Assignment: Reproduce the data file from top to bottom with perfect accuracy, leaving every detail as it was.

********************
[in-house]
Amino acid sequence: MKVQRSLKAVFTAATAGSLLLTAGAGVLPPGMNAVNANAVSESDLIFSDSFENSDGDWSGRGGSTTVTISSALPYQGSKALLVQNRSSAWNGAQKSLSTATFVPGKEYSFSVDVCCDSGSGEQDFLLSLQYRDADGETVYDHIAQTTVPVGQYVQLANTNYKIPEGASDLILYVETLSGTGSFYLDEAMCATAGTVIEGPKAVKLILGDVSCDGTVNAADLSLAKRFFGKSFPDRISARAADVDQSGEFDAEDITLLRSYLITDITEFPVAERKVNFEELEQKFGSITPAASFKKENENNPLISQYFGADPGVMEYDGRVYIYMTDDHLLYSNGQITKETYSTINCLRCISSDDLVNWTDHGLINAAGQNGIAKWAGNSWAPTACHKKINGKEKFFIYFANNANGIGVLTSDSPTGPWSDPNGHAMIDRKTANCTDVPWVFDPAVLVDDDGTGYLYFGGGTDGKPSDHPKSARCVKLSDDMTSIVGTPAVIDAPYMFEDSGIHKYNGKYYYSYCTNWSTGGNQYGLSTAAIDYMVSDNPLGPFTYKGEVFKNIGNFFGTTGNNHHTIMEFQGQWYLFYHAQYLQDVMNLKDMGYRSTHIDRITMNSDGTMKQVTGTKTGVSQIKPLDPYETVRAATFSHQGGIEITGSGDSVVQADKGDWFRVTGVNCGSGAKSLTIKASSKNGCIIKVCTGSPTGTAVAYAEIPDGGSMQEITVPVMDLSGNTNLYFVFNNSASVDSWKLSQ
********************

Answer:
[in-house]
Amino acid sequence: MKVQRSLKAVFTAATAGSLLLTAGAGVLPPGMNAVNANAVSESDLIFSDSFENSDGDWSGRGGSTTVTISSALPYQGSKALLVQNRSSAWNGAQKSLSTATFVPGKEYSFSVDVCCDSGSGEQDFLLSLQYRDADGETVYDHIAQTTVPVGQYVQLANTNYKIPEGASDLILYVETLSGTGSFYLDEAMCATAGTVIEGPKAVKLILGDVSCDGTVNAADLSLAKRFFGKSFPDRISARAADVDQSGEFDAEDITLLRSYLITDITEFPVAERKVNFEELEQKFGSITPAASFKKENENNPLISQYFGADPGVMEYDGRVYIYMTDDHLLYSNGQITKETYSTINCLRCISSDDLVNWTDHGLINAAGQNGIAKWAGNSWAPTACHKKINGKEKFFIYFANNANGIGVLTSDSPTGPWSDPNGHAMIDRKTANCTDVPWVFDPAVLVDDDGTGYLYFGGGTDGKPSDHPKSARCVKLSDDMTSIVGTPAVIDAPYMFEDSGIHKYNGKYYYSYCTNWSTGGNQYGLSTAAIDYMVSDNPLGPFTYKGEVFKNIGNFFGTTGNNHHTIMEFQGQWYLFYHAQYLQDVMNLKDMGYRSTHIDRITMNSDGTMKQVTGTKTGVSQIKPLDPYETVRAATFSHQGGIEITGSGDSVVQADKGDWFRVTGVNCGSGAKSLTIKASSKNGCIIKVCTGSPTGTAVAYAEIPDGGSMQEITVPVMDLSGNTNLYFVFNNSASVDSWKLSQ